From the Worldwide Faith News archives www.wfn.org
CINCINNATI ORGANIZERS GOING HOG-WILD
05 May 1996 13:08:57
95182 CINCINNATI ORGANIZERS GOING HOG-WILD
OVER 1995 GENERAL ASSEMBLY
by Julian Shipp
CINCINNATI--What do flying pigs, a coliseum jammed with thousands of
worshipers and a summer youth camp have to do with this year's General
Plenty, say members of the Cincinnati Committee on Local Arrangements
(COLA), who are literally going hog-wild over the 207th General Assembly
(1995), scheduled there July 15-21.
According to the Rev. Paul Miller, Cincinnati COLA's promotions and
local relations chair, flying pigs have a special meaning for Cincinnati.
Once known as "Porkopolis," Cincinnati was an important hub in the pork
Today, the flying pig statues in the city's Bicentennial Commons have
made them symbolic of the area. Moreover, Miller said, the winged porkers
tie in well with the creative energy being funneled into the Assembly and
the state of Ohio motto, "With God all things are possible."
"The sort of in-joke around here is, every time we use the word oink'
we always say it stands for Ohio, Indiana and Northern Kentucky, which are
our regional areas," Miller said, adding his committee has also placed
Assembly logo banners in the airport and throughout the downtown area.
An exhibit representing Cincinnati Presbytery will be featured during
the Assembly. A special activity will also be held Tuesday, July 18, at the
Moderator's Reception at the old Union Terminal, which also houses the
Cincinnati Historical Society and the Cincinnati Museum of Natural History
Miller said that more than 10 mission tours of urban areas the
Presbyterian Church is involved in will be held on July 15, 17 and 18. He
said the tours will also provide insight into the historical significance
of the work of the church in Cincinnati.
With approximately one million Presbyterians within a six-hour drive
of Cincinnati, organizers are gearing up for what promises to be an awesome
Assembly opening worship service on Sunday morning, July 16.
Pat Brown, a Presbyterian elder and Cincinnati COLA's executive
coordinator, said all 87 congregations in Cincinnati Presbytery have been
invited to relocate their regular Sunday worship in order to join
commissioners, dignitaries, visitors and special guests in "giving thanks,
singing praises and declaring God's steadfast love." Brown said an
estimated 15,000 Presbyterians are expected to pack Riverfront Coliseum.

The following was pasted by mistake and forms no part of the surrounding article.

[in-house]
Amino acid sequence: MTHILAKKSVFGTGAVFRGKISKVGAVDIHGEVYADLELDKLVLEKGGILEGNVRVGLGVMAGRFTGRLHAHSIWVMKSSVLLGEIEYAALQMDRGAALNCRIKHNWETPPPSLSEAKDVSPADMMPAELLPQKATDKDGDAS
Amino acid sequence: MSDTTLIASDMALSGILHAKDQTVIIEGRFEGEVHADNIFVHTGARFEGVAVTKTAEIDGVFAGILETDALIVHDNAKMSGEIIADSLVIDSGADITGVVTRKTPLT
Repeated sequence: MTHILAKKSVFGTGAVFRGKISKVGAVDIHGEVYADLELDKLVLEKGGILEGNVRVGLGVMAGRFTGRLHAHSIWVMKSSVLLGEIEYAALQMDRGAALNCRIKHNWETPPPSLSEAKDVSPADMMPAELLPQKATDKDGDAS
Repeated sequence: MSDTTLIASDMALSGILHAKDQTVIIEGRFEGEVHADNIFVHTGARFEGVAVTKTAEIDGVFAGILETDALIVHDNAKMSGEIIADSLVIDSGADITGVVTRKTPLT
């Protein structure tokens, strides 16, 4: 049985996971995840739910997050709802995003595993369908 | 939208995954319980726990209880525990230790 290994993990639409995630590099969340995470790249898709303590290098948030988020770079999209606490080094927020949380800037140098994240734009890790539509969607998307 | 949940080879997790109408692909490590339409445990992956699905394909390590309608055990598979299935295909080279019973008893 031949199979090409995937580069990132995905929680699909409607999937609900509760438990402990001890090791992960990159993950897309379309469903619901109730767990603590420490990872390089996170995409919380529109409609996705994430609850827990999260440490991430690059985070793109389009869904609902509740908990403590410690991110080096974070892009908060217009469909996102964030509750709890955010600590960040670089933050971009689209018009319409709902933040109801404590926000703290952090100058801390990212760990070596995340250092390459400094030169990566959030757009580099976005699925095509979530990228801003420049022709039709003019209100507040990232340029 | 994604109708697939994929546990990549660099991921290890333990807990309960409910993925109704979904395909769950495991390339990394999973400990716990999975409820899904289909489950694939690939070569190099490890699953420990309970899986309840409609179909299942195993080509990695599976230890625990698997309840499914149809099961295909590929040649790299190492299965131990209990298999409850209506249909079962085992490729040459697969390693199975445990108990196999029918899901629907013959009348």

"This has never been done before [in the PC (USA)'s corporate history
as a denomination]," Brown said, adding families are being encouraged to
bring their children to the service. "It's kind of like a Billy Graham
revival-sized type of deal. We are looking at [worship] entirely
differently because we're asking people to dress comfortably and proceed to
a Presbyterian family picnic on the river following the worship service."
Brown said the estimated two-hour service will include a special
message from Moderator the Rev. Robert Bohl, a parade of banners from all
participating local churches, a percussion ensemble salute to the "Year
With Africa," the commissioning of about 60 mission personnel to foreign
assignments, a 500-person choir and Communion observance.
During Communion, Brown said, "wine" will be served from olive wood
chalices crafted by members of a self-development group outside of
Palestine and bread will be served from cloth sleeves imported from Africa.
"We really are excited about [this worship service]," Brown said.
"This is the kind of thing that we hope will attract people who were once
Presbyterians or nonactive Presbyterians, but you don't have to be a member
of a church -- anybody can come."
Another first for the Cincinnati General Assembly will be the
opportunity for children of commissioners, staff and visitors to enjoy
Wildwood Christian Education Center while their parents attend meetings.
The summer camp is located in Milford, Ohio, approximately 20 minutes east
of downtown Cincinnati.
"Our staff is coming down to the convention center to pick the
children up and meet the parents," said Dody Staker, camp registrar. "We
will bring them out to our camp and then on Friday, after our closing
service, we'll bring the children back to the convention center."
According to Staker, the center is available for children in grades
two through nine. In addition to "three hots and a cot" and a Bible study
titled "The Parables of Jesus," campers will enjoy nature hikes, archery,
swimming, a talent show, singing and vesper services.
Staker said all Wildwood counselors have Christian backgrounds and are
fingerprinted by the state of Ohio or their respective state of origin. She
said there are five children for each adult counselor and the staff spend
12 days in a training session before the camper's arrive. Staker said the
30-year-old camp is a member of the Presbyterian Camp and Conference
Associates and fully accredited by the American Camp Association.
Cost of the camp is $200 per child and includes a camp photo and
T-shirt. To register or for more information, call (513) 831-3242 between
8:30 a.m. and 2:30 p.m. EDT.
For more information contact Presbyterian News Service
Presbyterian Church (U.S.A.), Louisville, KY 40202
phone 502-569-5504 fax 502-569-8073
E-mail PCUSA.NEWS@pcusa.org Web page: http://www.pcusa.org
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